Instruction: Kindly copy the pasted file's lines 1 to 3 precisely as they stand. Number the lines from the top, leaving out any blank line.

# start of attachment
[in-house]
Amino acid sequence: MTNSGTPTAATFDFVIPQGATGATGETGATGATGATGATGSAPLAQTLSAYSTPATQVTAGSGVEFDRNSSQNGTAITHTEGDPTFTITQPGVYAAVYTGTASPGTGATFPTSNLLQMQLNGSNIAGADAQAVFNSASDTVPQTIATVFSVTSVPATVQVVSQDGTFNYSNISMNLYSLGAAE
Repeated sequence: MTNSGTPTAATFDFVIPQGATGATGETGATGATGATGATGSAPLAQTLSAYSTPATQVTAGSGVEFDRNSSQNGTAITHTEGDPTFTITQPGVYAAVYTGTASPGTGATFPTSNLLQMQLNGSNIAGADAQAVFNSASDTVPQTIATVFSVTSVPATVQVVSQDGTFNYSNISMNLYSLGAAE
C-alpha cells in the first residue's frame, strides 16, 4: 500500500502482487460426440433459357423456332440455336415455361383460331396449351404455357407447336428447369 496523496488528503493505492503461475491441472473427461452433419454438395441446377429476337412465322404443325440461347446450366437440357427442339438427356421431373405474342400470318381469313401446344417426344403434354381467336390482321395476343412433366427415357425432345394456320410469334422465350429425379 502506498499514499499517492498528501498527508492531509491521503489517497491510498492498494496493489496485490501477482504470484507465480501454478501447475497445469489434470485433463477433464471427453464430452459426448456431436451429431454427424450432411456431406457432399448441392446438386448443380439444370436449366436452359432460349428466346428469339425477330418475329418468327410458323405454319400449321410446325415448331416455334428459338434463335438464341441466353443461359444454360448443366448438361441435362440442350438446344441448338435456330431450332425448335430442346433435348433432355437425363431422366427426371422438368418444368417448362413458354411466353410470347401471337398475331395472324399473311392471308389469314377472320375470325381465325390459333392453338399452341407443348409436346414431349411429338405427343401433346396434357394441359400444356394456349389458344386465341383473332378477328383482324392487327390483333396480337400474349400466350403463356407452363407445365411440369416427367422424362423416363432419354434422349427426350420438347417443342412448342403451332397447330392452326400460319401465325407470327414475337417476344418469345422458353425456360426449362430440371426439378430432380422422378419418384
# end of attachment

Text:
[in-house]
Amino acid sequence: MTNSGTPTAATFDFVIPQGATGATGETGATGATGATGATGSAPLAQTLSAYSTPATQVTAGSGVEFDRNSSQNGTAITHTEGDPTFTITQPGVYAAVYTGTASPGTGATFPTSNLLQMQLNGSNIAGADAQAVFNSASDTVPQTIATVFSVTSVPATVQVVSQDGTFNYSNISMNLYSLGAAE
Repeated sequence: MTNSGTPTAATFDFVIPQGATGATGETGATGATGATGATGSAPLAQTLSAYSTPATQVTAGSGVEFDRNSSQNGTAITHTEGDPTFTITQPGVYAAVYTGTASPGTGATFPTSNLLQMQLNGSNIAGADAQAVFNSASDTVPQTIATVFSVTSVPATVQVVSQDGTFNYSNISMNLYSLGAAE